Now fast-forward with me now, I’m nine-teen years old, back-packing around Europe. We’re in Copenhagen.  We’re wandering around a gallery, the Carlsberg Glypotek and I’m bored. When you’ve visited one art gallery in Europe, you can be astonished. But when you’re on your umpteenth gallery, well you’ve seen enough. Especially when you’re dreaming of adventures. I was looking for the exit, when I came around a corner and there it was, Van Gough’s painting of Saint Remy. It took my breath away. Never before had I seen such beauty on canvass. I was mesmerized. I could feel, feel not see, every brushstroke, every colour. I was overwhelmed by the way in which the painting moved. Each blade of grass moved. The trees moved. The clouds in the sky moved. For the first time in my life, I was in a painting, lying in that grass and looking up at that sky. I could feel IT. I was connected to IT. The WIND, the SACRED, the HOLY, the SPIRIT, the BREATH of LOVE. I’ve spent years, decades returning to that place, feeling the feels, trying desperately to find words to express this DIVINE encounter with the ONE which is MYSTERY.

My desire to find words eventually, after many twists and turns, lead me to seminary, where I was compelled to complete my clinical training in a hospital. It was there where I encountered the depths of the SACRED. Imagine if you will a trembling younger me, standing in a hospital room, with new parents. I’m holding in my arms a stillborn baby, a little girl, not fully formed, whose lungs never drew air. We were engulfed by darkness; an incredible darkness, a beautiful darkness, a darkness so still, it could take your breath away, a darkness of which we were intimately connected to, a soothing darkness which enfolded me, which enfolded that young mother and father. I was not there…and yet…I was everywhere. In that darkness we felt the caress of MYSTERY.

I wish I could explain what happened. But we could be here all day and I would never find the words. So, come with me now to a place, I’ve taken you too many times before. Niagara Falls. For our American friends, you need to come over to the Canadian side. Where you can stand at the top of the falls and watch the force of the water, actually feel the force of the water in motion just before it tumbles over the cliff. Now walk with me along the pathway, to a spot where you can see the power and the majesty of the water as it falls. Feel the force, the power, the majesty of the water as it rushes down, down, down, and the spray dampens your body, pulling you into the force, the power, the majesty of you know not what. It was in a moment like this that I caught a glimpse of a tear flowing down my lover’s cheek. In that tear, on the face of my beloved, I saw everything. I was not there and yet I was everywhere and everywhere was in me, and there was no distance between me, and whatever it is that lies at the heart of reality.

I could go on and on. My point is that so could you. Each and every one of us has encountered the SACRED over and over again in our lives. But far too many of us aren’t bold enough to recognize, and name the SACRED. There are moments when we are exposed to the MYSTERY we have come to call, “GOD”. These moments expose us to the reality that we are in GOD and GOD is in us. Whether you call that MYSTERY “GOD” or “SPIRIT” or DIVINITY, FATHER, MOTHER, ABBA, YAHEWH, ALAH, BUDDHA, the MOST HIGH, ELOHIM, EL SHADDAI, SOPHIA, SHEKENAH, ADONAI, HOLY, or SACRED, that MYSTERY is LOVE. LOVE beyond words. We are in LOVE and LOVE is in us.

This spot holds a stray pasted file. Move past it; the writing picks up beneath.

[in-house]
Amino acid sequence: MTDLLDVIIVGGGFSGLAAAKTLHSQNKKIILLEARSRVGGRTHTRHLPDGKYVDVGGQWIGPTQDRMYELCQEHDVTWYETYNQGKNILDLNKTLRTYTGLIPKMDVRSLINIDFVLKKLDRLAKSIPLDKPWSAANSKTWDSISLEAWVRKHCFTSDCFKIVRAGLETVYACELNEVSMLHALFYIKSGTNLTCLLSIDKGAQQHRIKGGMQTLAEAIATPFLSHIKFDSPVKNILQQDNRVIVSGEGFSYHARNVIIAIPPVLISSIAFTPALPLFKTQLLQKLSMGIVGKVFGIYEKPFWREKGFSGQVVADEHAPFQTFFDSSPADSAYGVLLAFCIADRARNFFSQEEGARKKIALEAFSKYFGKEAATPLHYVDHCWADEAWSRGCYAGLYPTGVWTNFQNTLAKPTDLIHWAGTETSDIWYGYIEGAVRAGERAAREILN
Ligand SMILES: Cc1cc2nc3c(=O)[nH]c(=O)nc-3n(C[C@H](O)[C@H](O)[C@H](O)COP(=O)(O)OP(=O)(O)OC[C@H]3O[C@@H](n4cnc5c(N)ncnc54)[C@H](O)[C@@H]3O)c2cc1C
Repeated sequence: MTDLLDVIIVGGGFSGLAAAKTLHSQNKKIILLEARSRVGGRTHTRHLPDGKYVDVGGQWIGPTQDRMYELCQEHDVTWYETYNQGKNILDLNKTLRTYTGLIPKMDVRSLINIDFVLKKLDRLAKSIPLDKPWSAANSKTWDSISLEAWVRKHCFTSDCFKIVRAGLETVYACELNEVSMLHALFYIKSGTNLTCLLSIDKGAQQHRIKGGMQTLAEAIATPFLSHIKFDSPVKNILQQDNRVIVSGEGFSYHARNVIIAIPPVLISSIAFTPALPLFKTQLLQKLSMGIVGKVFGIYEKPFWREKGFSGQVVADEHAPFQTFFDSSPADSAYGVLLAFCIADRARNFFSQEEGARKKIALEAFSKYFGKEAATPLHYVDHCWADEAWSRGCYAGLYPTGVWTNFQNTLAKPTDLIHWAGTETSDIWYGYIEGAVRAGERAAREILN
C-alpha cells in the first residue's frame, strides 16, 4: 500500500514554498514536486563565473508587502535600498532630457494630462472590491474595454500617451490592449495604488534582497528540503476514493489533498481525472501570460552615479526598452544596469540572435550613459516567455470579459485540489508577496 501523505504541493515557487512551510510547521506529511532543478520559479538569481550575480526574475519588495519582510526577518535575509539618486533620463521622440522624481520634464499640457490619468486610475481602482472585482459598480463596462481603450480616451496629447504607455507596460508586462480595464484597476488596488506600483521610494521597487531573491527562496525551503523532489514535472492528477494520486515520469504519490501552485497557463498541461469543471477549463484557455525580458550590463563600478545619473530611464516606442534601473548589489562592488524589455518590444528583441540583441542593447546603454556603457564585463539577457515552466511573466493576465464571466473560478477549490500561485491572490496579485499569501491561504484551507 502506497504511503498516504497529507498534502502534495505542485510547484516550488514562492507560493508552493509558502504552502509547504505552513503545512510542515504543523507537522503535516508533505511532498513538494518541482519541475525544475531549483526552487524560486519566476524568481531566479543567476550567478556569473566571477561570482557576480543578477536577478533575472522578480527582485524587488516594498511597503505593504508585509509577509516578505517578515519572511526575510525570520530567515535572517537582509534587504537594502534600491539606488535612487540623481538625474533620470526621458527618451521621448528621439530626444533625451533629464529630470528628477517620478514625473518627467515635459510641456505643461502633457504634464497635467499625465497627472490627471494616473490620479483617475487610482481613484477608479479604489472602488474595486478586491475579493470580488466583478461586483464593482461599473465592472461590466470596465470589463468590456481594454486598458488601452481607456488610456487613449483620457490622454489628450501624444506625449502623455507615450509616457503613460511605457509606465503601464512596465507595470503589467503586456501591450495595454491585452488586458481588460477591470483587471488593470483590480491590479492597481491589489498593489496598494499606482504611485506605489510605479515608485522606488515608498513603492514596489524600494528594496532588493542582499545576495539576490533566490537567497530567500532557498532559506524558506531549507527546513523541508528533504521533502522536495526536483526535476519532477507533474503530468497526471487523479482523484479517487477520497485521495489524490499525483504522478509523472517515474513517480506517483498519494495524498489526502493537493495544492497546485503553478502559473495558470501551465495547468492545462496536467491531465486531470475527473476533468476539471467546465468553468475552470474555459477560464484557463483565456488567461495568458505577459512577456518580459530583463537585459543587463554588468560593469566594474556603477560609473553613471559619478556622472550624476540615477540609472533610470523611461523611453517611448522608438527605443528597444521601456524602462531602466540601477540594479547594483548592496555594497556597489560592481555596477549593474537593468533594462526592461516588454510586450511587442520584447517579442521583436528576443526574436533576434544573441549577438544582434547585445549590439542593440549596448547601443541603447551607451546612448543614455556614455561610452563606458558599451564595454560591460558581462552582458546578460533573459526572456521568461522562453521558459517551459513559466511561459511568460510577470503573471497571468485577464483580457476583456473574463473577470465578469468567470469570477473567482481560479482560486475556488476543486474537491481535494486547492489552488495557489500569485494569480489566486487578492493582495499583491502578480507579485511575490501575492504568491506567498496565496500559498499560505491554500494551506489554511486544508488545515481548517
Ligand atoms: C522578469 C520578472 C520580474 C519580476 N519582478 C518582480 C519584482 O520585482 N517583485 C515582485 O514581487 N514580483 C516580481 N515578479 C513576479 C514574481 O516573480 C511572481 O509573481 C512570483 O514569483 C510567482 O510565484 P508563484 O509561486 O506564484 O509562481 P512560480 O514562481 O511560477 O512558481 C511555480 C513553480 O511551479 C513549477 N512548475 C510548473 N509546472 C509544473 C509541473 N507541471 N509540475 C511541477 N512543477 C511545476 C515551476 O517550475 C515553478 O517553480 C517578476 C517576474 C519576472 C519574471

Do this old GOD-Botherer a favour, forget the words and just breathe, breathe in the BREATH of LOVE and when you feel the SPIRIT in you, breathe out the BREATH of LOVE. For you are ONE with the MYSTERY which is BEYOND the BEYOND and BEYOND that also, our LOVER, BELOVED, and BREATH of LOVE,  for you dear ones are SACRED, HOLY, LOVE, now and forever more.  Amen.

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Pentecost Sunday Sermons

CLICK on the Tittles below:

Back to NORMAL!

I Can’t Breathe!

Is the Church dead? or Can these Bones Live?

Not Yet Christians: Pentecost/Confirmation

Dream Dreams

God In Between

The Spirit in Our Midst

Pentecost: a Human Phenomenon

Beyond Tribalism – Preaching a 21st Century Pentecost

Celebrating Pentecost in the 21st Century

Pentecost Tongues Aflame with the Prayer attributed to Jesus

Global Engagement, Chaos Theory, the Butterfly Effect and a New Pentecost

 

Tabitha! Arise! LOVE DIVINELY Intertwined!

Sure, when you are blessed to have a Mom who is from Belfast, it is almost impossible to be a literalist…so it t’is. Like people everywhere, people who’re from Belfast, have their own way of speaking the Queen’s English…so they do. An the way they talk’s enough ta make ya think twice before you’d ever make the mistake of takin the written word literally. Sure it twas m’ Belfast Mommy, who prepared me well to make a living searching for the more than literal meaning of a story…so it was.  For if I was to take the words in the story of the resurrection of Tabitha literally, I can hear my Mom saying, “Ach away and give your head a shake, catch yourself on, you wee melter.”

Let me break that down for you. “Ach away.”  Now you might guess that “ach away” means “go away”, or you might confuse “ach away” with the American “get otta here” and ye’d be close, but no cigar, for “ach away” means just the same as another Belfast phrase, “come here, wait’ll a tell ya. That’s right in Belfast, “come here wait’ll a tell ya” and “ach away” mean the same thing.